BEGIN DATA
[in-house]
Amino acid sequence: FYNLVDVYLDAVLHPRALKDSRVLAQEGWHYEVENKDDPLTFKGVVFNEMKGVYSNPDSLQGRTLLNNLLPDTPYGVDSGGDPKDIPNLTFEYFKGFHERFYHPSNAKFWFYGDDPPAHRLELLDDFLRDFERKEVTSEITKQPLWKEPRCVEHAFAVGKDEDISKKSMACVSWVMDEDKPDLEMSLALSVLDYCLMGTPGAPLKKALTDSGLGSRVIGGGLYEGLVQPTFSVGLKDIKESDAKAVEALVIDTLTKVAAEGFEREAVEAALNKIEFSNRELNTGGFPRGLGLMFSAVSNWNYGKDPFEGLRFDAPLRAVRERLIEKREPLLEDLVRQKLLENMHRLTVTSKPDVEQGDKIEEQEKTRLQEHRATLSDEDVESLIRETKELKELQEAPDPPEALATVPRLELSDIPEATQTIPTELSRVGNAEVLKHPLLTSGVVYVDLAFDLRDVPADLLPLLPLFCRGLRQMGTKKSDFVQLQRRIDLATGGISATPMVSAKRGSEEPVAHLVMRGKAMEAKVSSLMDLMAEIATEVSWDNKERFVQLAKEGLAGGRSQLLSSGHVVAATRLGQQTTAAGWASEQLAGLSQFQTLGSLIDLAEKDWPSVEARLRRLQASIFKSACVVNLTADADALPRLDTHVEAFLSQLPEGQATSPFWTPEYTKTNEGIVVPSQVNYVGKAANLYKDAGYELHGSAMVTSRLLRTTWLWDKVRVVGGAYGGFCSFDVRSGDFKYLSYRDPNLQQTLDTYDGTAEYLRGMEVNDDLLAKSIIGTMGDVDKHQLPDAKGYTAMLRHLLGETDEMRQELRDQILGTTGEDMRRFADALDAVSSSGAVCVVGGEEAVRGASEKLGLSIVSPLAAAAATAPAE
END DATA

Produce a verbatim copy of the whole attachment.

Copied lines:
[in-house]
Amino acid sequence: FYNLVDVYLDAVLHPRALKDSRVLAQEGWHYEVENKDDPLTFKGVVFNEMKGVYSNPDSLQGRTLLNNLLPDTPYGVDSGGDPKDIPNLTFEYFKGFHERFYHPSNAKFWFYGDDPPAHRLELLDDFLRDFERKEVTSEITKQPLWKEPRCVEHAFAVGKDEDISKKSMACVSWVMDEDKPDLEMSLALSVLDYCLMGTPGAPLKKALTDSGLGSRVIGGGLYEGLVQPTFSVGLKDIKESDAKAVEALVIDTLTKVAAEGFEREAVEAALNKIEFSNRELNTGGFPRGLGLMFSAVSNWNYGKDPFEGLRFDAPLRAVRERLIEKREPLLEDLVRQKLLENMHRLTVTSKPDVEQGDKIEEQEKTRLQEHRATLSDEDVESLIRETKELKELQEAPDPPEALATVPRLELSDIPEATQTIPTELSRVGNAEVLKHPLLTSGVVYVDLAFDLRDVPADLLPLLPLFCRGLRQMGTKKSDFVQLQRRIDLATGGISATPMVSAKRGSEEPVAHLVMRGKAMEAKVSSLMDLMAEIATEVSWDNKERFVQLAKEGLAGGRSQLLSSGHVVAATRLGQQTTAAGWASEQLAGLSQFQTLGSLIDLAEKDWPSVEARLRRLQASIFKSACVVNLTADADALPRLDTHVEAFLSQLPEGQATSPFWTPEYTKTNEGIVVPSQVNYVGKAANLYKDAGYELHGSAMVTSRLLRTTWLWDKVRVVGGAYGGFCSFDVRSGDFKYLSYRDPNLQQTLDTYDGTAEYLRGMEVNDDLLAKSIIGTMGDVDKHQLPDAKGYTAMLRHLLGETDEMRQELRDQILGTTGEDMRRFADALDAVSSSGAVCVVGGEEAVRGASEKLGLSIVSPLAAAAATAPAE